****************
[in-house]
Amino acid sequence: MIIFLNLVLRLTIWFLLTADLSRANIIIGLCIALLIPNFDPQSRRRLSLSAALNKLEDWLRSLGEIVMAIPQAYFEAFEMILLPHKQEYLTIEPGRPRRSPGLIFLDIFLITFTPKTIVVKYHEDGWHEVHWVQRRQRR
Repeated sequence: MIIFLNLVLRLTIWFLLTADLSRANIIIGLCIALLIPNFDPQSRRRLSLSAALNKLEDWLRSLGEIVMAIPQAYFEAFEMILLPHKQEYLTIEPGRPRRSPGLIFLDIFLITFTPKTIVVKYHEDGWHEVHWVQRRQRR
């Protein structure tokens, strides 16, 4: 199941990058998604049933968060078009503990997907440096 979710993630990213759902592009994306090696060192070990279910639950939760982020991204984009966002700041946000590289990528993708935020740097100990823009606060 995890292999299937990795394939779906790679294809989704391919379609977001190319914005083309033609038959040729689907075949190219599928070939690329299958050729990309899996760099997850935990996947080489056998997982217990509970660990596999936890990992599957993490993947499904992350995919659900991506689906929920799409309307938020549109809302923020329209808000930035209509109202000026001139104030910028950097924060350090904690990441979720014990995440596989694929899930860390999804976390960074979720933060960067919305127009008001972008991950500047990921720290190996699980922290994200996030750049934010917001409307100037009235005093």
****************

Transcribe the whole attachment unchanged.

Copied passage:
[in-house]
Amino acid sequence: MIIFLNLVLRLTIWFLLTADLSRANIIIGLCIALLIPNFDPQSRRRLSLSAALNKLEDWLRSLGEIVMAIPQAYFEAFEMILLPHKQEYLTIEPGRPRRSPGLIFLDIFLITFTPKTIVVKYHEDGWHEVHWVQRRQRR
Repeated sequence: MIIFLNLVLRLTIWFLLTADLSRANIIIGLCIALLIPNFDPQSRRRLSLSAALNKLEDWLRSLGEIVMAIPQAYFEAFEMILLPHKQEYLTIEPGRPRRSPGLIFLDIFLITFTPKTIVVKYHEDGWHEVHWVQRRQRR
């Protein structure tokens, strides 16, 4: 199941990058998604049933968060078009503990997907440096 979710993630990213759902592009994306090696060192070990279910639950939760982020991204984009966002700041946000590289990528993708935020740097100990823009606060 995890292999299937990795394939779906790679294809989704391919379609977001190319914005083309033609038959040729689907075949190219599928070939690329299958050729990309899996760099997850935990996947080489056998997982217990509970660990596999936890990992599957993490993947499904992350995919659900991506689906929920799409309307938020549109809302923020329209808000930035209509109202000026001139104030910028950097924060350090904690990441979720014990995440596989694929899930860390999804976390960074979720933060960067919305127009008001972008991950500047990921720290190996699980922290994200996030750049934010917001409307100037009235005093």